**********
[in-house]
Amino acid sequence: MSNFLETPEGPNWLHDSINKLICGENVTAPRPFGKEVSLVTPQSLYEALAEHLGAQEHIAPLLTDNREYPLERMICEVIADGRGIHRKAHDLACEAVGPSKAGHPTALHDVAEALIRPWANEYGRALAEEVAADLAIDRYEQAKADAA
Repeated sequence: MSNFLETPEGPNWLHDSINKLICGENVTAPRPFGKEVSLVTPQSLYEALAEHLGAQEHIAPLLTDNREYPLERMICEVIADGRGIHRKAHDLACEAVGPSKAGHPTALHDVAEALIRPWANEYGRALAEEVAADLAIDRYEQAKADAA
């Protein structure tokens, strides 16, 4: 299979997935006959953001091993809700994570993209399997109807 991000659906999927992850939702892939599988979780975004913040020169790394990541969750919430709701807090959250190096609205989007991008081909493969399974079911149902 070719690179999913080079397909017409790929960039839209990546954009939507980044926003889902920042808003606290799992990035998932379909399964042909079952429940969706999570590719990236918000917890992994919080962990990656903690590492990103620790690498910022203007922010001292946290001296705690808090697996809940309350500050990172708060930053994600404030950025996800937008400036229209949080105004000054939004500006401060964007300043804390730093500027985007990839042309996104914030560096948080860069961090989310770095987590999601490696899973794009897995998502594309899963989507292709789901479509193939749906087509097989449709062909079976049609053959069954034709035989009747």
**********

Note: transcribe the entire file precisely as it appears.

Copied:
[in-house]
Amino acid sequence: MSNFLETPEGPNWLHDSINKLICGENVTAPRPFGKEVSLVTPQSLYEALAEHLGAQEHIAPLLTDNREYPLERMICEVIADGRGIHRKAHDLACEAVGPSKAGHPTALHDVAEALIRPWANEYGRALAEEVAADLAIDRYEQAKADAA
Repeated sequence: MSNFLETPEGPNWLHDSINKLICGENVTAPRPFGKEVSLVTPQSLYEALAEHLGAQEHIAPLLTDNREYPLERMICEVIADGRGIHRKAHDLACEAVGPSKAGHPTALHDVAEALIRPWANEYGRALAEEVAADLAIDRYEQAKADAA
């Protein structure tokens, strides 16, 4: 299979997935006959953001091993809700994570993209399997109807 991000659906999927992850939702892939599988979780975004913040020169790394990541969750919430709701807090959250190096609205989007991008081909493969399974079911149902 070719690179999913080079397909017409790929960039839209990546954009939507980044926003889902920042808003606290799992990035998932379909399964042909079952429940969706999570590719990236918000917890992994919080962990990656903690590492990103620790690498910022203007922010001292946290001296705690808090697996809940309350500050990172708060930053994600404030950025996800937008400036229209949080105004000054939004500006401060964007300043804390730093500027985007990839042309996104914030560096948080860069961090989310770095987590999601490696899973794009897995998502594309899963989507292709789901479509193939749906087509097989449709062909079976049609053959069954034709035989009747």